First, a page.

“Spirits were up before all the protesting started,” Vanyek said, regarding the go-ahead for restaurants to reopen for inside dining in late May. But almost on that very same day of the notice, the protests began, and it quickly dampened the hopes as well as postponed the successful relaunch by some owners. Many boarded up their windows and chose not to open, even after being given the “green light” to do so.

According to Los Angeles county officials, currently all restaurants and retail businesses are again allowed to have inside store sales or dining.

Hair salons and barbershops can open with safeguards in place. Retail businesses are limited to 50 percent of capacity and restaurants 60 percent. Hair stylists and barbers may only serve one client at a time. Masks must be worn at all businesses except for when eating. Bar areas are still closed. Reservations are encouraged.

Nail salons remain closed as are spa services including massage, facials and waxing. Hair salons that also do nails must temporarily discontinue that service.

The situation has become critical for some owners that provide those services. The California Healthy Nail Salon Collaborative has established a fund to provide emergency assistance to manicurists. For more information or to donate to the fund go to https://www.cahealthynailsalons.org/donate

On Monday, June 8, new state guidelines were released allowing some counties in California — including Los Angeles county — to reopen movie theaters, although it is up to the individual county to give the go-ahead and capacity will be limited to 25 percent.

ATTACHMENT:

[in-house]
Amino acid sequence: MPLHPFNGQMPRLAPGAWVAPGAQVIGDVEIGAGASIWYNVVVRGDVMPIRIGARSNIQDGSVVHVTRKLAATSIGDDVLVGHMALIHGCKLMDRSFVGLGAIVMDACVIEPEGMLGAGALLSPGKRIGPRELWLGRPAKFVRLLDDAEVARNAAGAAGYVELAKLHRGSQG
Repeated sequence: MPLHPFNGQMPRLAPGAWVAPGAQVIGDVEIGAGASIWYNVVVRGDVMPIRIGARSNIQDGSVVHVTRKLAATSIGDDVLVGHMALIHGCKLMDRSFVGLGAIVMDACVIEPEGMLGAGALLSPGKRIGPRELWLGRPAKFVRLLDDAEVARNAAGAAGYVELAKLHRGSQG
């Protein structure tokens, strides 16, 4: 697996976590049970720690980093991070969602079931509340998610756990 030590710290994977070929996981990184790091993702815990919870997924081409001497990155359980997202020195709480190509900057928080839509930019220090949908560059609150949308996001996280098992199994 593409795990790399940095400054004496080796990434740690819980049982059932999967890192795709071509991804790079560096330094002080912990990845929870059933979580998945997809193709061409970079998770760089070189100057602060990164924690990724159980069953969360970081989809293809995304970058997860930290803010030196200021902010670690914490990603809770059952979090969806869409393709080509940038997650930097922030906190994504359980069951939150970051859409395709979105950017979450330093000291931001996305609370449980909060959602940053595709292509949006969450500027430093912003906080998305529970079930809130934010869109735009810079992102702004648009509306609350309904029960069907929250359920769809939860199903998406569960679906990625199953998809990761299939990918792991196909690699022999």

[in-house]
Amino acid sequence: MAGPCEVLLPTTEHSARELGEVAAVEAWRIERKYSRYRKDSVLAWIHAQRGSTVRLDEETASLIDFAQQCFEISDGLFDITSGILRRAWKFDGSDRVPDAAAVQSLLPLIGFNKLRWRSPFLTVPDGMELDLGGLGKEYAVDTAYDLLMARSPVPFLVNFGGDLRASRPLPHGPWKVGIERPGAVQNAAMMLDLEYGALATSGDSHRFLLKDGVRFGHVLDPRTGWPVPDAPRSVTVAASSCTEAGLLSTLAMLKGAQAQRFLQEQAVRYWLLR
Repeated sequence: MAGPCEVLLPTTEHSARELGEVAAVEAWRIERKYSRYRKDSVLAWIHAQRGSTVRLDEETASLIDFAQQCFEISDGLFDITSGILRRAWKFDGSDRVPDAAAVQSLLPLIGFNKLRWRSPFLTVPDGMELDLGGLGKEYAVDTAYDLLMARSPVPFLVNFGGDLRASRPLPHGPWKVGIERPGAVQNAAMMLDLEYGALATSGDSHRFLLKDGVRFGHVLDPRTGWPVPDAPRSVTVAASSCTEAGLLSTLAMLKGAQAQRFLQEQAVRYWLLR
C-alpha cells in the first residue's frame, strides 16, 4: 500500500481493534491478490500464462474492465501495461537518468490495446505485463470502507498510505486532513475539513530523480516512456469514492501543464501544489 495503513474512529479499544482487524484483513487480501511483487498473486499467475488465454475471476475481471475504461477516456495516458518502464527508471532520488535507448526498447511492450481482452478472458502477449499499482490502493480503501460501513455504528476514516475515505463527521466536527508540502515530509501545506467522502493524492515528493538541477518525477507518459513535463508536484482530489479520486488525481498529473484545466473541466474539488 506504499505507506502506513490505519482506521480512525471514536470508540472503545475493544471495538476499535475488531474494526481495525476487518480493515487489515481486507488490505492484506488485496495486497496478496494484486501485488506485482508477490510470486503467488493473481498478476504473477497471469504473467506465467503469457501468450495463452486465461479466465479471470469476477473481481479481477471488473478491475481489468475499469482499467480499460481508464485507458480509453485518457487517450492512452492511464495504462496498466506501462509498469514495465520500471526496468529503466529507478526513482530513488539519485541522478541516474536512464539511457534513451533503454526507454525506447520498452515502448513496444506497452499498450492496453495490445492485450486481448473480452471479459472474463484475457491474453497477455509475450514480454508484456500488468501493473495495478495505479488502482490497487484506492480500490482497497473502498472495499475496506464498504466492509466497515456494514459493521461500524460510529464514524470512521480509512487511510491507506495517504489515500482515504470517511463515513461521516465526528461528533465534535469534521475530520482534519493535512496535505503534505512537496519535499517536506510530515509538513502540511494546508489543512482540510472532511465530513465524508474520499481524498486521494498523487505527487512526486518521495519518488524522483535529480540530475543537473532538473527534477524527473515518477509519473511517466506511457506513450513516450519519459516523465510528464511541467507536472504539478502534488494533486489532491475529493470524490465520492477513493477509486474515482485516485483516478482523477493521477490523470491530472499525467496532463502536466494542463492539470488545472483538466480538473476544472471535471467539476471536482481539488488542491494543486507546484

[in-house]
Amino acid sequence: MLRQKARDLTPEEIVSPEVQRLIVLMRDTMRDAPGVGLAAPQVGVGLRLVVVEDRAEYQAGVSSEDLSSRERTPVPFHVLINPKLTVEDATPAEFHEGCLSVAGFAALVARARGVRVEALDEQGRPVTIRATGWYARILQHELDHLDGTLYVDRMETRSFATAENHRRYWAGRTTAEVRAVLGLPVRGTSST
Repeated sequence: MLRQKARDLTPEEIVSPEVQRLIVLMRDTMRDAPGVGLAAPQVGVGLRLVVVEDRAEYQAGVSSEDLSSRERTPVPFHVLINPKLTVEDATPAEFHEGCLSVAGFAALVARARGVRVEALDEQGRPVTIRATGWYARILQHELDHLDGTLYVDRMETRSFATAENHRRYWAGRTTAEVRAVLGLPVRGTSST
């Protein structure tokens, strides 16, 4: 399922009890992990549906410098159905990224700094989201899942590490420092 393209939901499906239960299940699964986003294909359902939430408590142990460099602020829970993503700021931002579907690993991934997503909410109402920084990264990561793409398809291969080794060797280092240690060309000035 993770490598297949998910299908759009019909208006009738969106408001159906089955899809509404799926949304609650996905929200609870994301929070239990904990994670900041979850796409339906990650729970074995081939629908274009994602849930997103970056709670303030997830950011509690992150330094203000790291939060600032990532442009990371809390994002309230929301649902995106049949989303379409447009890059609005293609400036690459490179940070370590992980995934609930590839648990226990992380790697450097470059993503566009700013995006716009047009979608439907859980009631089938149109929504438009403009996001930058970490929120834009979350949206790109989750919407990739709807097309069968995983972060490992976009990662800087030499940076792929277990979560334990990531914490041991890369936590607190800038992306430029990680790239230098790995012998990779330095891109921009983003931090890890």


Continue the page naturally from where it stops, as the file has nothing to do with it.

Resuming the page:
Officials have also released guidelines that could allow gyms to reopen in the state as early as June 12. When a final go-ahead is made to reopen, several safety precautions would need to be in place at the fitness facilities.

For the local restaurants that have reopened for inside dining, business is quite different. Customers are coming in to dine but capacity limits are also limiting revenue for the establishments.

“It’s not that good but it’s not that bad. With the situation, we’re OK,” said Betty Gutierrez, whose husband Jose owns Los Tres Hermanos restaurant in San Fernando. They have opened their business for inside dining and she is trying to stay optimistic.

“We’re hoping everything gets better and people start coming again,” she said.

They are serving customers by using every other table, leaving six feet of space between them. All employees wear masks, with some — including the dishwasher — wearing protective shields. Customers are asked to wear masks except when eating. They are serving alcohol but the bar is closed. Employees sanitize tables after each customer leaves.

“We’re doing everything possible,” Gutierrez said.

But revenues are less than half of normal, she added. “People are scared to go out for dinner,” Gutierrez said, noting that the mandated reduction to 60 percent of capacity has also contributed to a decline in revenue.

Gutierrez said the restaurant is operating with less than half of its normal staff, due to the limited capacity and the fact that some employees wanted to stay on unemployment and not come back to work just yet. They do have enough staff to function properly at reduced capacity, she said.

Over at Hanzo Sushi, a new business in San Fernando, the safety routine is much the same — masks, and customer tables spaced six feet apart. The tables are sanitized throughout the day, being wiped down after each customer exits. Counters and cashier equipment are wiped down frequently, Manager Adrianna Gurrola said.

The sushi bar is open with limited seating.This restaurant has a built-in patio area that makes outdoor dining possible.